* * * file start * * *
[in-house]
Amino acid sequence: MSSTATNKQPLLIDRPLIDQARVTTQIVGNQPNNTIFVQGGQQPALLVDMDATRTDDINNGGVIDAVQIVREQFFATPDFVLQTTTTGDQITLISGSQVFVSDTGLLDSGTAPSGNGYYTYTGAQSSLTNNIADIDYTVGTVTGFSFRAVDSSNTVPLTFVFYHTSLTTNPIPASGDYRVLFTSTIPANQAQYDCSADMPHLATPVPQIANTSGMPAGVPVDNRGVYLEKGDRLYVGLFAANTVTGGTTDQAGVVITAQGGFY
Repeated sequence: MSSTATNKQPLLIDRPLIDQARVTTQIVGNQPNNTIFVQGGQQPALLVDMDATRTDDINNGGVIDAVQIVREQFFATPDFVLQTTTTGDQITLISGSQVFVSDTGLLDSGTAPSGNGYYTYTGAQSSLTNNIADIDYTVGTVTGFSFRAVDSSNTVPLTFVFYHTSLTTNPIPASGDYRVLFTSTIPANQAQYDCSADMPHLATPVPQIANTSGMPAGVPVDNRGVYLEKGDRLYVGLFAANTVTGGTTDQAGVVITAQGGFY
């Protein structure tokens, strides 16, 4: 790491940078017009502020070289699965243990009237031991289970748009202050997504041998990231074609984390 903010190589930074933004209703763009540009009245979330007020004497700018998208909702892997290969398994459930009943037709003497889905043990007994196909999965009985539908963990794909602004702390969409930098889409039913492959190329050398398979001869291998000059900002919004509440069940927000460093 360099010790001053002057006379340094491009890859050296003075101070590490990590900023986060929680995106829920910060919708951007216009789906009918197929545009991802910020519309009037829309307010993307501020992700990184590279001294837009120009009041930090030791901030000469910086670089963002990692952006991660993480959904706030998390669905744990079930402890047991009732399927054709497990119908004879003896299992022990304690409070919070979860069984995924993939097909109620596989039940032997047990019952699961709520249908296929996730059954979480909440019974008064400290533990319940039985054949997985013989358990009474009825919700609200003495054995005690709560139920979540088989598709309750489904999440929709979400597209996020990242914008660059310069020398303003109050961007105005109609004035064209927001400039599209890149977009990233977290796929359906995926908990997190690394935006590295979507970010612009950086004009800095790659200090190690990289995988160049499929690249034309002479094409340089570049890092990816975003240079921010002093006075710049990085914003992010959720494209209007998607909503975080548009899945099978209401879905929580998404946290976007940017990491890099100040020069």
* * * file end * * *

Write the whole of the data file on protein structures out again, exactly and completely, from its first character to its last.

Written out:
[in-house]
Amino acid sequence: MSSTATNKQPLLIDRPLIDQARVTTQIVGNQPNNTIFVQGGQQPALLVDMDATRTDDINNGGVIDAVQIVREQFFATPDFVLQTTTTGDQITLISGSQVFVSDTGLLDSGTAPSGNGYYTYTGAQSSLTNNIADIDYTVGTVTGFSFRAVDSSNTVPLTFVFYHTSLTTNPIPASGDYRVLFTSTIPANQAQYDCSADMPHLATPVPQIANTSGMPAGVPVDNRGVYLEKGDRLYVGLFAANTVTGGTTDQAGVVITAQGGFY
Repeated sequence: MSSTATNKQPLLIDRPLIDQARVTTQIVGNQPNNTIFVQGGQQPALLVDMDATRTDDINNGGVIDAVQIVREQFFATPDFVLQTTTTGDQITLISGSQVFVSDTGLLDSGTAPSGNGYYTYTGAQSSLTNNIADIDYTVGTVTGFSFRAVDSSNTVPLTFVFYHTSLTTNPIPASGDYRVLFTSTIPANQAQYDCSADMPHLATPVPQIANTSGMPAGVPVDNRGVYLEKGDRLYVGLFAANTVTGGTTDQAGVVITAQGGFY
């Protein structure tokens, strides 16, 4: 790491940078017009502020070289699965243990009237031991289970748009202050997504041998990231074609984390 903010190589930074933004209703763009540009009245979330007020004497700018998208909702892997290969398994459930009943037709003497889905043990007994196909999965009985539908963990794909602004702390969409930098889409039913492959190329050398398979001869291998000059900002919004509440069940927000460093 360099010790001053002057006379340094491009890859050296003075101070590490990590900023986060929680995106829920910060919708951007216009789906009918197929545009991802910020519309009037829309307010993307501020992700990184590279001294837009120009009041930090030791901030000469910086670089963002990692952006991660993480959904706030998390669905744990079930402890047991009732399927054709497990119908004879003896299992022990304690409070919070979860069984995924993939097909109620596989039940032997047990019952699961709520249908296929996730059954979480909440019974008064400290533990319940039985054949997985013989358990009474009825919700609200003495054995005690709560139920979540088989598709309750489904999440929709979400597209996020990242914008660059310069020398303003109050961007105005109609004035064209927001400039599209890149977009990233977290796929359906995926908990997190690394935006590295979507970010612009950086004009800095790659200090190690990289995988160049499929690249034309002479094409340089570049890092990816975003240079921010002093006075710049990085914003992010959720494209209007998607909503975080548009899945099978209401879905929580998404946290976007940017990491890099100040020069």